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Holder has memory loss at hearing about AP investigation
Question of the Day
Attorney General Eric H. Holder Jr. on Wednesday described the leak about a foiled terrorist plot in Yemen to The Associated Press as a “very, very serious” matter that “put the American people at risk,” but he did not remember when he recused himself from the investigation into it, did not put his recusal in writing and never told the White House.
Mr. Holder said his knowledge of sensitive information in the case, in which the Justice Department secretly subpoenaed the telephone records of at least 20 AP editors and reporters, made him a potential leaker and required that he remove himself from the probe.
During an often rancorous hearing of the House Judiciary Committee, Mr. Holder said he was aware that the news agency had been targeted but was “not familiar with the way the subpoena had been structured.”
“I am not familiar with the reasons why. I am simply not a part of the investigation,” he said, adding that the approval of the subpoena came from Deputy Attorney General James Cole.
Mr. Holder also told the committee that he did not know why the Justice Department immediately resorted to a subpoena for the phone records instead of first attempting to negotiate with the news agency to turn over the information.
During one heated exchange, Rep. F. James Sensenbrenner Jr., Wisconsin Republican, suggested Mr. Holder travel to the President Harry S. Truman Library in Independence, Mo., where he could take a picture of the famous sign that sat on Mr. Truman’s desk that read: “The buck stops here.”
AP President and CEO Gary Pruitt revealed Monday that a subpoena had been served on the news agency seeking the telephone records of editors and reporters at several locations and even the House press gallery. He described the subpoena as a “massive and unprecedented intrusion” of the news agency’s freedom of press rights.
Committee Chairman Bob Goodlatte, Virginia Republican, said any abridgment of the freedom of the press was “very concerning.”
Concerns have been raised by congressional Republicans on whether Obama administration officials leaked secret information to the media as part of an effort to pump up President Obama’s national security credentials in an election year.
“It’s an ongoing matter and an ongoing matter in which I know nothing,” Mr. Holder said, although he defended the effort to gather the AP phone records as part of the search for the source of the leak.
He told the committee he had turned over his own phone records as a part of the investigation. The AP subpoena was obtained as part of an investigation headed by U.S. Attorney Ronald Machen in Washington.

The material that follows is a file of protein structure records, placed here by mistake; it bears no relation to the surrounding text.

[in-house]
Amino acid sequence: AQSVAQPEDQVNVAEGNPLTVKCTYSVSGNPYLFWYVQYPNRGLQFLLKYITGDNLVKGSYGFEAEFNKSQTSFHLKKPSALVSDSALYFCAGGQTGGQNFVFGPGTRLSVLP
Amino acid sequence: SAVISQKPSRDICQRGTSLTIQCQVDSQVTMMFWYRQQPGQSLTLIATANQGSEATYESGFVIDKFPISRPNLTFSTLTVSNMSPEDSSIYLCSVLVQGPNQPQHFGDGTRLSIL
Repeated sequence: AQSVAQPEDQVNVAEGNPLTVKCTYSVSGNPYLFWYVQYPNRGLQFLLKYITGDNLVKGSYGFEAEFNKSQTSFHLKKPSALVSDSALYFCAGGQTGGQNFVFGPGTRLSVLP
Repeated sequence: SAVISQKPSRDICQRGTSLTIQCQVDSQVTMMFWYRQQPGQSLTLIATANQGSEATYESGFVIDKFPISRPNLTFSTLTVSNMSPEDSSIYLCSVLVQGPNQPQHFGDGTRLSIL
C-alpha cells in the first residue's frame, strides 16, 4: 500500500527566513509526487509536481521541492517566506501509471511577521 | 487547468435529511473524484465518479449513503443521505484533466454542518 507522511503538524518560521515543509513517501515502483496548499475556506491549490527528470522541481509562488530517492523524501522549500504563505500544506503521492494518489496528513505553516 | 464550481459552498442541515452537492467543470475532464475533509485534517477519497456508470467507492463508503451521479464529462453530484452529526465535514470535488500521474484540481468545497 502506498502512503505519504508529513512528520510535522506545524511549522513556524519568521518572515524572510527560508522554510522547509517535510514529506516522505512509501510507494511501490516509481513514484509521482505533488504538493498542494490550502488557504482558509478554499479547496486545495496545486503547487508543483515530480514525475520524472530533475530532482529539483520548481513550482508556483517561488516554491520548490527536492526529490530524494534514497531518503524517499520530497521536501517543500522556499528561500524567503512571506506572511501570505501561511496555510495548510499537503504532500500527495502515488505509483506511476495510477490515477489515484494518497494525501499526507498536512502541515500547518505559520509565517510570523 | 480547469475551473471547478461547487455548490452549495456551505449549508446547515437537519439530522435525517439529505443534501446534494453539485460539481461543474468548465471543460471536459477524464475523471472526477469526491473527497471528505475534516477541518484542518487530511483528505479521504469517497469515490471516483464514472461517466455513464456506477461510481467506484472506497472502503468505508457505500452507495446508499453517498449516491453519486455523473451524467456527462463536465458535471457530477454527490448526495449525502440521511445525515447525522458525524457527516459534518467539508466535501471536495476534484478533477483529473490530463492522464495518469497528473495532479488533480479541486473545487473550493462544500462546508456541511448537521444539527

The story in question was published May 7, 2012. The article, written by AP reporters Matt Apuzzo and Adam Goldman, said the CIA had derailed a planned attack by al Qaeda-backed terrorists in Yemen. The attack would have used an upgraded version of the device worn by the “underwear bomber” who unsuccessfully sought to down a U.S.-bound commercial jetliner on Christmas Day in 2009.
The AP story was published a day before Mr. Obama planned to announce publicly that the terrorist attack had been foiled. Al Qaeda planned the attack to coincide with the first anniversary of the May 2, 2011, killing of Osama bin Laden.
In response to revelations that the Justice Department had seized two months’ worth of phone records from members of the AP without their knowledge, Sen. John Cornyn, Texas Republican, sent a letter to Mr. Holder on Wednesday seeking more information on the attorney general’s involvement in the matter and the department’s rationale for doing so.
“The regulations — important guarantees of press freedom — should result in modest use of such subpoenas. … I want to understand fully your involvement in this matter: what you knew, when you knew, what you authorized and what basis you had for making the decisions you did,” he said. “What we are seeing now is an aggressive investigation into the journalists who reported the leaked information.”
Mr. Cornyn, a member of both the Senate Finance and Judiciary committees, said the Justice Department should be more aggressive in its investigation of the leak, and out of proper regard for the First Amendment, less sweeping in its intrusion into the constitutionally protected activity of those who reported the leak.
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About the Author
Jerry Seper is the investigative editor for The Washington Times.
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